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This story about early education in Mississippi was produced by The Hechinger Report, a nonprofit, independent news organization focused on inequality and innovation in education. Sign up for the Hechinger newsletter.
This month, Mississippi is wrapping up giving thousands of 5-year-olds their first-ever test — an exam to see whether they’ve developed the early literacy skills they’ll need to succeed in kindergarten.
Most will likely fail, if past trends hold.
Of the more than 35,000 Mississippi kindergarten students who took the state’s skills assessment last fall, about 64 percent scored below the state’s readiness benchmark. Since then, the state has made few strides in expanding efforts to help more of its youngest children prepare for school.
Although more than 20,000 Mississippi children age 5 and under are enrolled in Head Start, and Mississippi legislators have slowly added seats to the state’s highly-rated public preschool program, nearly half of the state’s 4-year-olds do not attend preschool at all, according to the Annie E. Casey Foundation’s Kids Count Data Center.
And while Head Start focuses intently on the health and emotional and developmental needs of some of the most vulnerable children in the state, providing access to a suite of services at no cost, the quality of the early childhood education it provides has faced scrutiny.
During the 2017 school year, children who attended Head Start in Mississippi scored only about a point higher on the state’s kindergarten readiness assessment than their peers who received care at home.
But some Magnolia State early education leaders say a new effort could move the needle in the future. An online-kindergarten readiness program known as UPSTART has joined with the Mississippi Head Start Association to boost parent engagement in their young children’s learning and also improve the children’s academic readiness.
A Utah-based non-profit, the Waterford Institute, runs UPSTART. Kids, ideally with an adult nearby, pace through the program’s animated lessons, songs and games, which introduce them to the connection between sounds and letters and other early academic concepts.
Before beginning the nine-month program, children are tested to determine what they already know. A child able to recognize sight words will start at a different stage of the curriculum, for example, than a peer beginning to learn the difference between numbers and letters.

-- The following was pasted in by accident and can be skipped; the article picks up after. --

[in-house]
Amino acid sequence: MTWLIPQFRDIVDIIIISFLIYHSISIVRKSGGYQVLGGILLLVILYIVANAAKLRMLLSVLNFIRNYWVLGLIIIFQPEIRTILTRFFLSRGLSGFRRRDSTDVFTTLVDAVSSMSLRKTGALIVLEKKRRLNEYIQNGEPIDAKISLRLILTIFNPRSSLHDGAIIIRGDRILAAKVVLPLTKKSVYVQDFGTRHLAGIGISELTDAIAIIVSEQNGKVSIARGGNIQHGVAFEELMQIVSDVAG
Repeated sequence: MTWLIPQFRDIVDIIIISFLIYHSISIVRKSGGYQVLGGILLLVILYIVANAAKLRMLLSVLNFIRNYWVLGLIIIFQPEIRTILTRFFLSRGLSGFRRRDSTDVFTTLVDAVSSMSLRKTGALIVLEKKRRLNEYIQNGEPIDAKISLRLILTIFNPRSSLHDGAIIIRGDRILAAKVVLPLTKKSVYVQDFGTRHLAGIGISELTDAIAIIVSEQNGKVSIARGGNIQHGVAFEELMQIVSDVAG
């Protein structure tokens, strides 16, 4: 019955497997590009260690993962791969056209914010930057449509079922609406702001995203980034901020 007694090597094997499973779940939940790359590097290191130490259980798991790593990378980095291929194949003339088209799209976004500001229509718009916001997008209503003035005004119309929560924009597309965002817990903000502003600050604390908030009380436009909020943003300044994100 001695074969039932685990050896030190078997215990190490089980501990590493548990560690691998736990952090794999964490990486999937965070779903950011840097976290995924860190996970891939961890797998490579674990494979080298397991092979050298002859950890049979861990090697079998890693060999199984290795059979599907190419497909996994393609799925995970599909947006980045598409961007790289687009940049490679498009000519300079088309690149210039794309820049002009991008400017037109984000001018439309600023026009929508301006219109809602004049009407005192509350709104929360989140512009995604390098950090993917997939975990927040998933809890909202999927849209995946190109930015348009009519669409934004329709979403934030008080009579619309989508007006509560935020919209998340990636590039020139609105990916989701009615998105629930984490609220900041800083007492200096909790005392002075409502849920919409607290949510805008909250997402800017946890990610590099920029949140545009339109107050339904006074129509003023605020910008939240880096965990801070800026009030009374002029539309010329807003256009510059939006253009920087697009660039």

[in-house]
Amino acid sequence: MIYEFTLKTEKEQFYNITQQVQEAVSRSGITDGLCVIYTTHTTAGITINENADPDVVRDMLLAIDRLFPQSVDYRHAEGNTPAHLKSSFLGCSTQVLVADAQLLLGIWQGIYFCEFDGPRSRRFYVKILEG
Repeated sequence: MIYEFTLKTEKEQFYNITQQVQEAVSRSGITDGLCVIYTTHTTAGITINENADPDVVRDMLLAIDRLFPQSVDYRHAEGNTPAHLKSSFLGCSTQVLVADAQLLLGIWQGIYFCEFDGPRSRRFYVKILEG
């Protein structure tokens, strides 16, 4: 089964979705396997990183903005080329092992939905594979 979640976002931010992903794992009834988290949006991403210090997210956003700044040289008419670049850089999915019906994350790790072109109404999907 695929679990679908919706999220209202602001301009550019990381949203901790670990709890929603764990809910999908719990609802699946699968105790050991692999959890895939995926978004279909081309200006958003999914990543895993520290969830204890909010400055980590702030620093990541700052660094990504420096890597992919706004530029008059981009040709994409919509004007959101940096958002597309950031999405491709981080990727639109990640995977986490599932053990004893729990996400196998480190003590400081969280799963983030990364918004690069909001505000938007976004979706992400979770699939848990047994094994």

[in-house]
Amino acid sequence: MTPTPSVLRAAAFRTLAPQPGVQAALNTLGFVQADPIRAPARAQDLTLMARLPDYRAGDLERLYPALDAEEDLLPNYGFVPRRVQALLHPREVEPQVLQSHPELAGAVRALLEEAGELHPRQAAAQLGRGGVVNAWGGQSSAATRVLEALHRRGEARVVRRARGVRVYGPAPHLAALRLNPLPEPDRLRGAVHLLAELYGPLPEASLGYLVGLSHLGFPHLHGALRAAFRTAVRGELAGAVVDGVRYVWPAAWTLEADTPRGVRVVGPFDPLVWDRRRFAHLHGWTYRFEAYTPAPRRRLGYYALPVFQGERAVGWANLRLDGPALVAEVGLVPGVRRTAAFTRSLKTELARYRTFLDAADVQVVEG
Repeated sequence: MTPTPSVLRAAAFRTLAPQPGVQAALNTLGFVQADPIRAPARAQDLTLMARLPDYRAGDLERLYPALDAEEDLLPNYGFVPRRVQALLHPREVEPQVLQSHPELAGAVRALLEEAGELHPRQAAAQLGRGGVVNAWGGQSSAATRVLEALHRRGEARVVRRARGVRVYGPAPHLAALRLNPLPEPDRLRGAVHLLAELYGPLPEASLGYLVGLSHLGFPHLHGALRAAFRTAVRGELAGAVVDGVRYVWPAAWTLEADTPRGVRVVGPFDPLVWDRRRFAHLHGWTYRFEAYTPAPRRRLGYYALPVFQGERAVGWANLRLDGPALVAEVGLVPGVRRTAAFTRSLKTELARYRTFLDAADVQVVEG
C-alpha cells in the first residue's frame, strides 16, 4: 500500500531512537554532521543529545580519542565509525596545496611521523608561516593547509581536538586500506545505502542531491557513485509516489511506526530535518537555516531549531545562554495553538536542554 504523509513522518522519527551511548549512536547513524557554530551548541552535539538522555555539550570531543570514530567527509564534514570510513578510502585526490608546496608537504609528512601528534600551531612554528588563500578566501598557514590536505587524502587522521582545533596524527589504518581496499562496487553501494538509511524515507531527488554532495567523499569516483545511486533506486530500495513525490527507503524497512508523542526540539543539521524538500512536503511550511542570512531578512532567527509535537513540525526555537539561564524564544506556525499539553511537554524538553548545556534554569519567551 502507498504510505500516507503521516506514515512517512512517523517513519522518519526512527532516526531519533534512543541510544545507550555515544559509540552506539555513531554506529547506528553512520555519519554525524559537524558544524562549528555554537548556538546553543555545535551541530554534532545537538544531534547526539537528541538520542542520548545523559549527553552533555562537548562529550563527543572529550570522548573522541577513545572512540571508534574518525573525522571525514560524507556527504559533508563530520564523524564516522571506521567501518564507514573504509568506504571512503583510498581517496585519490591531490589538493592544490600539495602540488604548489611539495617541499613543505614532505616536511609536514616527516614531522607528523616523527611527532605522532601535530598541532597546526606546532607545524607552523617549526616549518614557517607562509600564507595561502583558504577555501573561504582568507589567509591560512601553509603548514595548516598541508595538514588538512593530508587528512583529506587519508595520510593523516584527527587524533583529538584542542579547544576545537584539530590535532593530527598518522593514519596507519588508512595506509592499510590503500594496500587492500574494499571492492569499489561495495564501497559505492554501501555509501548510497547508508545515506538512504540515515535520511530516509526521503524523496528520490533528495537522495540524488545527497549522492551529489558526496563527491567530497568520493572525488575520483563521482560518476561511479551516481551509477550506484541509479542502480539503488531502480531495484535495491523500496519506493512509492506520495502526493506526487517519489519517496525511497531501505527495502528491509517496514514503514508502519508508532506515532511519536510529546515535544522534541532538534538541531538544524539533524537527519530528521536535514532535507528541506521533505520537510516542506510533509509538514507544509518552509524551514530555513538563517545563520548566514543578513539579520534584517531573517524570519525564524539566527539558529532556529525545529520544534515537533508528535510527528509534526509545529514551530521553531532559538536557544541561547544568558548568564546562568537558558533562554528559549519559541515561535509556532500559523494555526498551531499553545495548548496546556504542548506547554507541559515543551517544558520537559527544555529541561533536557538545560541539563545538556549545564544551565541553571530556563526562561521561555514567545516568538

LaTasha Hadley, director of UPSTART in Mississippi, said children in the pilot program were randomly assigned a reading or science curriculum. UPSTART covered internet service costs for 60 percent of participating families. Laptops were also provided at no charge, as needed.
During the 2018-19 school year, nearly 700 Mississippi children enrolled in Head Start logged on to the online software program at home. UPSTART recommended students spend at least 15 minutes a day during the school week participating in the online program.
Most Mississippi families surpassed the recommended usage. Children logged on for an average of 100 minutes a week during the second quarter of the program. This enthusiasm doesn’t quell concern of some early education experts who say computer programs cannot replicate essential facets of early education in which social skills are developed with peers and interactivity occurs with a teacher.
Claudia Miner, executive director for UPSTART, said the intent of UPSTART efforts in Mississippi is not to compete with traditional preschool programs. “We’re not coming to replace anything,” she said. “We honor everything being done, but where there are gaps, we want people to think about us.”
Nita Norphlet-Thompson, an executive director of the Mississippi Head Start Association, has welcomed the collaboration. She praised what she calls “the collateral success” of having families spend time together working through the computer program. That time can boost the emotional development in children facing the daily stressors accompanying poverty, she said.
“For children who live in vulnerable families where every day parents are trying to figure something out … to then have an opportunity to say, ‘We’re going to pull all of that aside and right for now the most important thing is you.’ There’s no way you can measure the value of that, but it there’s and it’s real,” Norphlet-Thompson said.
The purpose of UPSTART’s work in Mississippi isn’t to reform Head Start. Norphlet-Thompson said the partnership will look at whether the program makes a difference in school readiness in districts where there is an existing relationship with Head Start programs.
“That can help us identify successes or things we need to be able to do better or need to do a course correction on,” Norphlet-Thompson said.
This story about early education in Mississippi was produced by The Hechinger Report, a nonprofit, independent news organization focused on inequality and innovation in education. Sign up for Hechinger’s newsletter.